It’s a rare day that gets us here at SD Times talking about hardware. But it looks like the next five days are shaping up to make this whole week something special. The next five days, you see, will see the continuation and then ending of a new auction on eBay. An auction for a Commodore 65.

What madness is this? The Commodore only came in flavors of 16, 64 and 128, right? Commercially, you’d be correct. You could even be forgiven for throwing the number 20 in there to represent the VIC-20. But that number 65 just never made it to market.

The Commodore 65, you see, was a prototype. It was whipped up in 1990, and included many features designed to improve upon the 64. This included a 3.5-inch built-in floppy drive, and a suite of 6502 variants for CPU and interface control.


A moment about that floppy drive. If you already owned a C64, you know this and can skip ahead a few paragraphs. The original 1541 5.25-inch floppy drives for the Commodore 64 and VIC-20 were terrible pieces of hardware, but they were also incredibly unique in the hacked-together way they worked.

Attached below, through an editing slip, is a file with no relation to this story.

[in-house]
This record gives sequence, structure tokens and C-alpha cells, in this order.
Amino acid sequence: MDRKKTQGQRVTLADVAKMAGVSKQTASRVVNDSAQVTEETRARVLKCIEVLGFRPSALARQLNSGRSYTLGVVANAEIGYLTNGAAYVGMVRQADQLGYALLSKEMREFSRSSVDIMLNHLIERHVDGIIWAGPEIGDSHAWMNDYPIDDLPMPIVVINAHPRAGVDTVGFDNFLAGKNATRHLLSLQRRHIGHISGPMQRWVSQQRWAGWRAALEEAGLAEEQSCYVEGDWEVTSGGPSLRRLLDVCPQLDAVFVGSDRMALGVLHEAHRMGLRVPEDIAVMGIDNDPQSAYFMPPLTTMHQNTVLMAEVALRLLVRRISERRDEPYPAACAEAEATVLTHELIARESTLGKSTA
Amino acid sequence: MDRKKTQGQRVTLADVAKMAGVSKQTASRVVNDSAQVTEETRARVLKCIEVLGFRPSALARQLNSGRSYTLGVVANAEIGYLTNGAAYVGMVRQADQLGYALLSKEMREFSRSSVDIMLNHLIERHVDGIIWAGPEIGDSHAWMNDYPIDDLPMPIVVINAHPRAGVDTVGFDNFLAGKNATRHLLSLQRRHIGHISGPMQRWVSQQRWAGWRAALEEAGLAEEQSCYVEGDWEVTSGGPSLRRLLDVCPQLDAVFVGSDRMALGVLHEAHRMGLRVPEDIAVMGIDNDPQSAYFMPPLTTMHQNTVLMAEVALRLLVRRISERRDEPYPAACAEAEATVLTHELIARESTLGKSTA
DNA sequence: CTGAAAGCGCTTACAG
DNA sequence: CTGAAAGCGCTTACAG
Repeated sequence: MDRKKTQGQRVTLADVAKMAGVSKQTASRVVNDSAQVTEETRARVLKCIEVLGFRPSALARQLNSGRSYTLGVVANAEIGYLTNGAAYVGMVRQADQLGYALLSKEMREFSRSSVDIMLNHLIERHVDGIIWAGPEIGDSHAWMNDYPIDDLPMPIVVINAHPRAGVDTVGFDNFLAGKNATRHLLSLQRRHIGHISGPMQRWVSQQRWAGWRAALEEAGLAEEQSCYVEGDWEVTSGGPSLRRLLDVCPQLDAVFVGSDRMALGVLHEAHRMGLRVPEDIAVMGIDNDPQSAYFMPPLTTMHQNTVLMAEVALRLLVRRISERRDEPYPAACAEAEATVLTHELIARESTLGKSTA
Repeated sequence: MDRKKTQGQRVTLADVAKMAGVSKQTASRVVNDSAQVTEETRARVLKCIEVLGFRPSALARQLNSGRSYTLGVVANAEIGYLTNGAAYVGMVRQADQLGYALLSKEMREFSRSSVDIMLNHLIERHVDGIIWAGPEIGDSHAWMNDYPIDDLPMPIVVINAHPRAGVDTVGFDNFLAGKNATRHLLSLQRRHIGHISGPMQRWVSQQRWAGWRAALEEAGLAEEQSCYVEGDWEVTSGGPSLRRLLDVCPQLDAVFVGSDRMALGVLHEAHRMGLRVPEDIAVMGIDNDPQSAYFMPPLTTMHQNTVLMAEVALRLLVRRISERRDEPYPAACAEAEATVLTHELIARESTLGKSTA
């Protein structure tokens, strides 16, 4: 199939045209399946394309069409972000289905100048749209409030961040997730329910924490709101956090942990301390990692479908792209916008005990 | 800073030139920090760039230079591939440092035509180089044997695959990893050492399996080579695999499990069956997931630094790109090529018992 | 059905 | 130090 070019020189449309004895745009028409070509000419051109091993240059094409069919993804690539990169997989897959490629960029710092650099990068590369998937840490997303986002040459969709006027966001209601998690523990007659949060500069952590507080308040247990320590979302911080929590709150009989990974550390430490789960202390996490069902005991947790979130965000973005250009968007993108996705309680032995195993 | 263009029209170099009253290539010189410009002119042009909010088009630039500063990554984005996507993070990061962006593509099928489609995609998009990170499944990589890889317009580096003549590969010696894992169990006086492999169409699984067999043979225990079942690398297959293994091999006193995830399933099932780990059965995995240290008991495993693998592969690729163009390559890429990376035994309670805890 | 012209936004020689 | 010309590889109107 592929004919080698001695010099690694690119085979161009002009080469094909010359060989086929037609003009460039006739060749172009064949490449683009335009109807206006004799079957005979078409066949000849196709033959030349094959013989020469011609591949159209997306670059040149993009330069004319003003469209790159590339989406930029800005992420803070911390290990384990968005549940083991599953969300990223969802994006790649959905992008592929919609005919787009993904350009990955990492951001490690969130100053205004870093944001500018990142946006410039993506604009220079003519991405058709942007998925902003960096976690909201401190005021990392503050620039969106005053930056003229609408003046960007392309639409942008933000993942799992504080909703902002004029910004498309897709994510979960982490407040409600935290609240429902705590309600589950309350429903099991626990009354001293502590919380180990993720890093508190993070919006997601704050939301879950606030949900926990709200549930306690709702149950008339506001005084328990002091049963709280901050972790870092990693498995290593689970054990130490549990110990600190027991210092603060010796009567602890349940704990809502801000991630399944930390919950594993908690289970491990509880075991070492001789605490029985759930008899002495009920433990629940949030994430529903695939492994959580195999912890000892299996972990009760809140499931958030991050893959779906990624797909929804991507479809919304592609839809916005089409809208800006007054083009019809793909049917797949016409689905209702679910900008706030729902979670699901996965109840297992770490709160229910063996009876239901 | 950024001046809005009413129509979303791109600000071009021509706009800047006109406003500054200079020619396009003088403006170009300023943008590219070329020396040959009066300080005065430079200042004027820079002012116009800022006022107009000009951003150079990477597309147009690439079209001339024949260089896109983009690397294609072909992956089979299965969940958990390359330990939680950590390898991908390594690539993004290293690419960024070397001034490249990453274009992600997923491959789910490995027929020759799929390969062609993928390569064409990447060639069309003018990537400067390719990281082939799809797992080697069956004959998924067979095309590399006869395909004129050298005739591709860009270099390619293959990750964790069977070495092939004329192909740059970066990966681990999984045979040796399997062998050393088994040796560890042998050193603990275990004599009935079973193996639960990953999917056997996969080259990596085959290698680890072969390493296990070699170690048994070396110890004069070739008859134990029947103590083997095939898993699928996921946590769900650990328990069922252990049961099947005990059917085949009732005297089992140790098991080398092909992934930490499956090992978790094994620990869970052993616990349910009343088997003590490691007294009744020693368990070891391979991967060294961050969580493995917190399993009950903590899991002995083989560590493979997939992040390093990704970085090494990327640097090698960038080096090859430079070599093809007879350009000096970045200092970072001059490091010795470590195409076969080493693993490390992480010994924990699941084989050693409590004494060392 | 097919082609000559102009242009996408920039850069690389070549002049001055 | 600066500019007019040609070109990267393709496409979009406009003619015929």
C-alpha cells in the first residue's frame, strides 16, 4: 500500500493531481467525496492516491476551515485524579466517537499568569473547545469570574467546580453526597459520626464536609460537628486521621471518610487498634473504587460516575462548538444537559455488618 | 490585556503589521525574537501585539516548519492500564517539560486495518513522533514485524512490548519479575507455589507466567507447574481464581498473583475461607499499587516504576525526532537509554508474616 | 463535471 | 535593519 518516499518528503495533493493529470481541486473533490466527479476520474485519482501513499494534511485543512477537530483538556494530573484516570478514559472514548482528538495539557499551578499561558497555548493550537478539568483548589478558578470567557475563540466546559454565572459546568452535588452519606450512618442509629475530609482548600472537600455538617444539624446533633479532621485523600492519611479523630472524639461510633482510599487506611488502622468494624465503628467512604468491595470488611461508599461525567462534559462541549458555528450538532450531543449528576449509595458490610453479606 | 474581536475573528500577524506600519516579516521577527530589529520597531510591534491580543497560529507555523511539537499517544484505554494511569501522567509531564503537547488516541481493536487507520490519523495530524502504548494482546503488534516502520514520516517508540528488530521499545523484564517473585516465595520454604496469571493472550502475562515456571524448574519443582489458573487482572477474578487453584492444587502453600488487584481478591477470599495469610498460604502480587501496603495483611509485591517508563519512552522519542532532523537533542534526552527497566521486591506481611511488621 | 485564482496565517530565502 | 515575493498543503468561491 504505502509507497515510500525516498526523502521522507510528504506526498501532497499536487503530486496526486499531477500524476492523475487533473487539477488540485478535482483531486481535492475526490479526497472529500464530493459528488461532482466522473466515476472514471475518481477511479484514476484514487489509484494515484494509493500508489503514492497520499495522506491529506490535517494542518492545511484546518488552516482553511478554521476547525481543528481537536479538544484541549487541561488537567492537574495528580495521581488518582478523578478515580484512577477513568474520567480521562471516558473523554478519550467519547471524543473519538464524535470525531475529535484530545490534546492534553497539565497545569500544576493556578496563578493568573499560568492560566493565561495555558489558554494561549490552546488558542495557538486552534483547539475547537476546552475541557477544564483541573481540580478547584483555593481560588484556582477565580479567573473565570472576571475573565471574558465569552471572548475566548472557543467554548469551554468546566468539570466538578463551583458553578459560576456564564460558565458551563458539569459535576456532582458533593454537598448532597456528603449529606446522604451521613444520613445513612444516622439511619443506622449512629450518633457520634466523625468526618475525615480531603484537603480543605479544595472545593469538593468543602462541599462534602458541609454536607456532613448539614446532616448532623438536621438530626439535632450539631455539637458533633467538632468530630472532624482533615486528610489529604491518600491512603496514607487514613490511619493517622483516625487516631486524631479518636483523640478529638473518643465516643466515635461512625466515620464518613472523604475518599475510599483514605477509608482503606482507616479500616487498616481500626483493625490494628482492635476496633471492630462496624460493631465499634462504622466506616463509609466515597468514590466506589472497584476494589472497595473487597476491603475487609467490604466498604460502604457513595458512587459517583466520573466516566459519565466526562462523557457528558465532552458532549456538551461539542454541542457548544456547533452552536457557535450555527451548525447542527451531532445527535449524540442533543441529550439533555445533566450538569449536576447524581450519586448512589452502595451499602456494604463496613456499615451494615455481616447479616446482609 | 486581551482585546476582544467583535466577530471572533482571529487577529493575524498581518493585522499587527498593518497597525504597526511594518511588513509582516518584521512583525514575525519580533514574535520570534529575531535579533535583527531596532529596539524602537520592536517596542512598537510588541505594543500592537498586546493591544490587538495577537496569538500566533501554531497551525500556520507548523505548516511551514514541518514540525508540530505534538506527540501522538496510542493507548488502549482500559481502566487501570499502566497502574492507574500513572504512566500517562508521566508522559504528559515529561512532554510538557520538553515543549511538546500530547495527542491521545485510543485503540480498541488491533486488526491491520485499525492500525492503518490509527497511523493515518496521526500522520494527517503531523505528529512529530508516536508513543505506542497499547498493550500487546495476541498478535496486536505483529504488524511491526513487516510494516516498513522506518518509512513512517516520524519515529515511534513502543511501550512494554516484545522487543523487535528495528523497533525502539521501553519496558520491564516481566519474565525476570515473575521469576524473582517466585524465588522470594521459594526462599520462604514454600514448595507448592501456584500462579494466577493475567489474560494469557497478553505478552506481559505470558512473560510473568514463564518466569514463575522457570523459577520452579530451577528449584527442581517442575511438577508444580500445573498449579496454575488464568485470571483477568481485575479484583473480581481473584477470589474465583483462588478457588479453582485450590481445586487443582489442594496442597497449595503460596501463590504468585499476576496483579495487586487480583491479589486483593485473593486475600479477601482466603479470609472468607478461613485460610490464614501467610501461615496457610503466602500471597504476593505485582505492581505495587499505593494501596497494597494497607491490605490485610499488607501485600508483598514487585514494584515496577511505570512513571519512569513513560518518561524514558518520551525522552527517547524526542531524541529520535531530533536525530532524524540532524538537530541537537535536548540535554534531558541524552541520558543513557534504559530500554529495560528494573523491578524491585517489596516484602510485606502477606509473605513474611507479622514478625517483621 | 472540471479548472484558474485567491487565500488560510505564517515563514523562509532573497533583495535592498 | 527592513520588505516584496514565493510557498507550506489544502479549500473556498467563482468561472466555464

You see, the 1541 was quite an advanced piece of hardware when it was introduced. So advanced, in fact, that each floppy drive also includes a 6502 processor to handle the actions of the drive. Each floppy also runs its own operating system. Essentially, when you plug a 1541 into your C64, you’re plugging a second computer into the thing.

Weird, huh? But that’s just the beginning. The 1541’s drivers were so bad that they resulted in extremely long load times for almost every use case. If you had a C64, you know it can sometimes take five to 10 minutes for an application to load from disk. It’s nuts!

The solution was just as crazy. Instead of Commodore patching these faulty drivers, every third-party software maker for the platform just included their own floppy drivers on their disks. When you load just about any piece of software for the C64 (including Habitat, that project I mentioned here months ago), that piece of software starts its run by replacing the on-board floppy drivers.